City of Rust – Gemma Fowler

Stars: ⭐️⭐️⭐️⭐️

In a dystopian future where the world’s rubbish has overflowed and begun being shipped into orbit. ‘The Soup’ orbits the planet, sometimes so thick in places it blocks out the sun.

On Earth, Railey lives in Boxville with her gecko, Atti, and her Gran. She dreams of winning the biggest drone race on Earth and being the champion controller. When there’s an incident at the race and her drone comes down in flames, she not only loses her dream but has to flee to save her life, into the skies with the Junkers.

While here, Railey discovers that there’s a huge trash bomb that is on course to destroy the world unless ‘The Pilot’ is able to do anything about it. Can Atti and Railey find the answer in time to save the world?

Today, I am really lucky to have a brilliant guest post from the author herself, Gemma Fowler. In this, she is going to tell us about some non-human characters that have really inspired her within books she has read, the impact of which have been reflected within one of her own City of Rust characters.

WRITING NON HUMAN CHARACTERS by Gemma Fowler, author of CITY OF RUST

Ever since I was a tiny girl devouring books at bedtime, I’ve loved non-human characters the most. Like Atti (the bio-robotic gecko in City of Rust), they always get the best lines, and add colour to a story like no human could.  I love thinking up non-human characters for the stories I write; how they’d fit into and enhance the world I’ve created, or what their opinion on the events of the story would be. It’s so much fun!

So here are some of the non-human characters that I’ve fallen in love with, and that have influenced my writing over the years: 

DEATH from The Colour of Magic (and many others) by Terry Pratchett

“SOD YOU, THEN, Death said.”
― Terry Pratchett, The Colour of Magic

Arguably, every character gets the best lines in a Discworld novel, but I always grin when I see the unquoted small caps that indicate Death is about to make an appearance. Terry Pratchett managed to give Death a cheeky charm. Was there anything that man couldn’t do?

ASLAN from The Chronicles of Narnia by C.S.Lewis

“Courage, dear heart.”― C.S. Lewis, The Voyage of the Dawn Treader

I used to listen to a lot of audiobooks when I was younger, and one of my favourites was The Chronicles of Narnia. I loved the world behind the wardrobe, but most of all I loved Aslan. He had a stern fatherly quality to me, and I always wanted to bury my head in his mane the way Lucy did. What better creature to have looking over you than a lion? 

The scene of Aslan’s death on the stone table stayed with me for a long time.  

THE THUNDERHEAD from Scythe Trilogy by Neal Shusterman

“I’ve found that human beings learn from their misdeeds just as often as from their good deeds. I am envious of that, for I am incapable of misdeeds. Were I not, then my growth would be exponential.”― Neal Shusterman, Scythe

As a fan of sci fi, many AI characters have influenced me over the years, from Marvin the Paranoid Android in Hitchhikers Guide to the Galaxy, to the sinister HAL in 2001: A Space Odyssey, but it’s the benevolent Thunderhead that stays with me.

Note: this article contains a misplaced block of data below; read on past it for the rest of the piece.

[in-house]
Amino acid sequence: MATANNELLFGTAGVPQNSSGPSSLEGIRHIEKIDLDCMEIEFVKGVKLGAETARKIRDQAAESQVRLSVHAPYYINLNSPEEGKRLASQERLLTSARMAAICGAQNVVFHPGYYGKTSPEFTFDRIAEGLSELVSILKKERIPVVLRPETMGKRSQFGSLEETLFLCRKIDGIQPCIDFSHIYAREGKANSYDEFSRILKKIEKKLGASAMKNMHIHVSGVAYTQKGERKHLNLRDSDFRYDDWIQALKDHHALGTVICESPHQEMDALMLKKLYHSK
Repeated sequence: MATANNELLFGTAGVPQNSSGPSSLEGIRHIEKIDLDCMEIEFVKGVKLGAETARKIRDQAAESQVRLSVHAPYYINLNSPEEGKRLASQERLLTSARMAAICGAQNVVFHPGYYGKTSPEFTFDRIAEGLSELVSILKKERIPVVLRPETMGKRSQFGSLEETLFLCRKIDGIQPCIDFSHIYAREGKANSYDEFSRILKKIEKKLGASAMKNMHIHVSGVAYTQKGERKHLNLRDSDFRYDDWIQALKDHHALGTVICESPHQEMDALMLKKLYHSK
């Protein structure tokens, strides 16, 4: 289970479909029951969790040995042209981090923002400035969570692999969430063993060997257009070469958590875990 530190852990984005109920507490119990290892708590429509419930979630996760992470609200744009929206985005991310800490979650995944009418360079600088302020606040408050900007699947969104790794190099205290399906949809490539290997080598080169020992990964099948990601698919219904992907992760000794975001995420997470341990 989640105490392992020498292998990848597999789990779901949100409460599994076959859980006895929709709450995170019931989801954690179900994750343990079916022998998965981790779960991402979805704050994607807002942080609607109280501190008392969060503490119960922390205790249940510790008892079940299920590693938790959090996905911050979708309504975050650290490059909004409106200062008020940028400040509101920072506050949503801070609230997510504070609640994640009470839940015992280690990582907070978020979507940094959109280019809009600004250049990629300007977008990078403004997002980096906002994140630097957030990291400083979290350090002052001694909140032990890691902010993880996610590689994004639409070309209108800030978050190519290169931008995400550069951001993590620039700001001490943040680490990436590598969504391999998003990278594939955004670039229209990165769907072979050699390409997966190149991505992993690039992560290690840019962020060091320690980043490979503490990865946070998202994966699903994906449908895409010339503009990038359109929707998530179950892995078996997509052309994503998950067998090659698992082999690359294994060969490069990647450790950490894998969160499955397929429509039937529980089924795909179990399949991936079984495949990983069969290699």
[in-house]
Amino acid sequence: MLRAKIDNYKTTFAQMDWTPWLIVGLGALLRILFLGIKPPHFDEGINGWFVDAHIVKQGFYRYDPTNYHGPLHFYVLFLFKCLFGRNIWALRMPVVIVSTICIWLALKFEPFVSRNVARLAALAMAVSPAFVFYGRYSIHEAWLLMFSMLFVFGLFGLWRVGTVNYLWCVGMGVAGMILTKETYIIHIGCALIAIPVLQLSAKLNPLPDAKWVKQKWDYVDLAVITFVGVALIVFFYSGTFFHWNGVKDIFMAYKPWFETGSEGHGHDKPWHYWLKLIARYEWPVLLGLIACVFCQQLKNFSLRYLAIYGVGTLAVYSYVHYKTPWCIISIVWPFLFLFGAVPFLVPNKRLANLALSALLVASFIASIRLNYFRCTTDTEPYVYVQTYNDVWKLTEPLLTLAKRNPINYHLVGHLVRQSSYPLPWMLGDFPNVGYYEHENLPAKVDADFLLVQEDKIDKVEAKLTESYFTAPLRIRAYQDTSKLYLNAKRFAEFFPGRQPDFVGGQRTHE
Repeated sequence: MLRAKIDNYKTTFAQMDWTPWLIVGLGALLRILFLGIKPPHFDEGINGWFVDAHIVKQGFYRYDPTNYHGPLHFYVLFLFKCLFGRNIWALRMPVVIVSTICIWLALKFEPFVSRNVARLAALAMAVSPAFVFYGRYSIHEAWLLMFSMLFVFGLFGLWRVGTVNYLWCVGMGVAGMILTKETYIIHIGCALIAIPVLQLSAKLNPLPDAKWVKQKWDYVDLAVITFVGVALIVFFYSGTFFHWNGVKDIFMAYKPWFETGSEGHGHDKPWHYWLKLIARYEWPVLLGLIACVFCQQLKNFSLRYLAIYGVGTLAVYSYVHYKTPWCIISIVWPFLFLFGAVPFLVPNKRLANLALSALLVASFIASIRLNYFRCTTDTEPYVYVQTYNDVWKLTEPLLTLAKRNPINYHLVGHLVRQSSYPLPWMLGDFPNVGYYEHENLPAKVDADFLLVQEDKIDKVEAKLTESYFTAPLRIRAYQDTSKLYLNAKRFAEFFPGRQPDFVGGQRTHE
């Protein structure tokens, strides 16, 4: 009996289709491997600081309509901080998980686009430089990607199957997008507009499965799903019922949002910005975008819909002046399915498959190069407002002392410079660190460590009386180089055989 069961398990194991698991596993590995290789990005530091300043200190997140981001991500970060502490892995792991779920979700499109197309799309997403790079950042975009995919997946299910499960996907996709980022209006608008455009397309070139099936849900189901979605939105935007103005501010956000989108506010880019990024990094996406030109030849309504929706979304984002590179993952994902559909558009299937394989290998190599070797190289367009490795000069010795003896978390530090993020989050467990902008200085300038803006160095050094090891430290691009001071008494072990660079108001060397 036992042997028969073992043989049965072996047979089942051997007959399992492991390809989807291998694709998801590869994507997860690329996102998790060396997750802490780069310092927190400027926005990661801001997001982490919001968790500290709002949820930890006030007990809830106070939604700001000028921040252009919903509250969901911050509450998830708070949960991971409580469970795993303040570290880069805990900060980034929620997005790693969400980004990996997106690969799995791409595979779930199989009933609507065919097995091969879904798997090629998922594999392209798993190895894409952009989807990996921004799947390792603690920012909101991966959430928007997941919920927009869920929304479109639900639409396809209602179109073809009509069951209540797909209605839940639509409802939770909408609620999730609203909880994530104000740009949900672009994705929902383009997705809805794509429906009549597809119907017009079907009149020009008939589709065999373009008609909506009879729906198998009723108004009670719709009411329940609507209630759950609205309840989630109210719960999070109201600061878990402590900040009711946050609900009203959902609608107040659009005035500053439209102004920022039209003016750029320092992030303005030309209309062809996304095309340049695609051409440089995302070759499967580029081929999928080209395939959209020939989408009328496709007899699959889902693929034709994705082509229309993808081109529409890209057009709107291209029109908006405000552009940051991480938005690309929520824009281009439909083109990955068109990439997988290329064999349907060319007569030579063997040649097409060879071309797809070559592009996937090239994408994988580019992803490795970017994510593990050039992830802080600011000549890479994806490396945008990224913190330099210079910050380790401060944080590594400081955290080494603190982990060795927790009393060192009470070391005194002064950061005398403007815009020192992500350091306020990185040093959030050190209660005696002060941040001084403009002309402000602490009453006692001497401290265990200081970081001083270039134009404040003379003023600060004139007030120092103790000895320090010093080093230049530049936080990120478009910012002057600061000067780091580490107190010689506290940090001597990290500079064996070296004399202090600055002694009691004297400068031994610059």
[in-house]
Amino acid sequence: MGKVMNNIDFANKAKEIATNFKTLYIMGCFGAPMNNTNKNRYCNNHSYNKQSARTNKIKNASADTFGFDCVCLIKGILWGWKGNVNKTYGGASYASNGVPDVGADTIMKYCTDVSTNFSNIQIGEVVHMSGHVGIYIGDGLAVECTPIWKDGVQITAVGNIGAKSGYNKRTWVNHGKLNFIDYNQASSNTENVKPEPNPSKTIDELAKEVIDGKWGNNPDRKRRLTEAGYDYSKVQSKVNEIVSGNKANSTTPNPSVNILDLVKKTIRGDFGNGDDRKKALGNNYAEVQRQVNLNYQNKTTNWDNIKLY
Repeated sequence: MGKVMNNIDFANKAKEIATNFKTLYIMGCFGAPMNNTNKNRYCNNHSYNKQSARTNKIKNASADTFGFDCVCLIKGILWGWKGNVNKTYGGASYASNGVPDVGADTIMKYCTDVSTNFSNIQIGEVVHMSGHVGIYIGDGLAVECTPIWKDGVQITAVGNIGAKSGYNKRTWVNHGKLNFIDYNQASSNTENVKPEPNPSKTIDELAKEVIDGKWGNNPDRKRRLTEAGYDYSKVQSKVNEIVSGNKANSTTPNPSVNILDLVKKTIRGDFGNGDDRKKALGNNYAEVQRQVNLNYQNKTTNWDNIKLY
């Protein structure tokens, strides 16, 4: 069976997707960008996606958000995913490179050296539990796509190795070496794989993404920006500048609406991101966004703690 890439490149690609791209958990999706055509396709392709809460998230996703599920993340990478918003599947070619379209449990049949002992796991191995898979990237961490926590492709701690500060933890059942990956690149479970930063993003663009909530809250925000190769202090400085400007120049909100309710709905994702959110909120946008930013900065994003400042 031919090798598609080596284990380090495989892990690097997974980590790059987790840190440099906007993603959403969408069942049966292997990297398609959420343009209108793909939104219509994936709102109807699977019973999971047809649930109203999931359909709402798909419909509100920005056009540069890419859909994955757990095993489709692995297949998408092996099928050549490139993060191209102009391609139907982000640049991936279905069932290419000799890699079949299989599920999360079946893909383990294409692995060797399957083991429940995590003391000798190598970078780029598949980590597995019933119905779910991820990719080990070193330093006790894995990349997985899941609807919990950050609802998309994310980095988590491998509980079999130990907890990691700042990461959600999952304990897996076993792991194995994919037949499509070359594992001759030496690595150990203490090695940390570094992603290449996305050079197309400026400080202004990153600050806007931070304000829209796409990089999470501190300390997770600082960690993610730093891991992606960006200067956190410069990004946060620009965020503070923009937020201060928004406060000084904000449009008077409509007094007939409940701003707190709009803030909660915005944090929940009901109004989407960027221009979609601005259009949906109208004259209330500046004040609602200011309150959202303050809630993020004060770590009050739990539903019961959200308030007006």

The Thunderhead is the morally conflicted computer ‘cloud’ that controls the post mortal age world in Neal Shusterman’s Scythe trilogy. These books have been some of my favourite reads of the last few years and I found the Thunderhead’s constant battle (and expert way it talks itself into making loopholes) with it’s own moral programing a refreshing take on the behaviour of artificial intelligence.  

NIGHTEYES from The Farseer Trilogy, and others by  Robin Hobb

“Dying is boring, Nighteyes observed.”― Robin Hobb, Assassin’s Fate

Nighteyes is a wisecracking wolf cub who is accidentally mind-linked with Fitz, the protagonist in Robin Hobb’s amazing Farseer Trilogy. I love how his wolf’s logic conflicts with Fitz’s more complicated human thinking. Nighteyes lives in the Now, and thinks anything more than this is a waste of time. Maybe he has a point? Maybe we should all think like a wolf from time to time.

And finally, some objects with real personality! (Various)

I love the creativity of bringing character to something unexpected like an inanimate object. These characters might not always have the best lines (because a lot of them don’t talk) but they nearly always steal the show. 

I grew up loving the Magic Mirror in Snow White, and Enid Blyton’s winged Wishing Chair. When I was older I snorted with laughter at the escapades of The Luggage in Terry Pratchett’s The Colour of Magic, and most recently, have fallen in love with a cloud in Tamsin Mori’s The Weather Weaver. 
I’m excited to see where and who my next story will take me to, an eggplant having an existential crisis like Marvin the Paranoid Android? …the beauty is, who knows? 

CITY OF RUST by Gemma Fowler is out now in paperback (£6.99, Chicken House)

Follow Gemma on Twitter: @gemmarfowler | Find out more: gemmarfowler.com

Thank you so much Gemma for your brilliant piece – Scythe is one of my favourite trilogies so I particularly loved seeing the influence of Thunderhead, and there’s lots of other memorable characters mentioned too!

Like the sound of this book? Buy it here.

Emily x

📚 Book gifted by publisher

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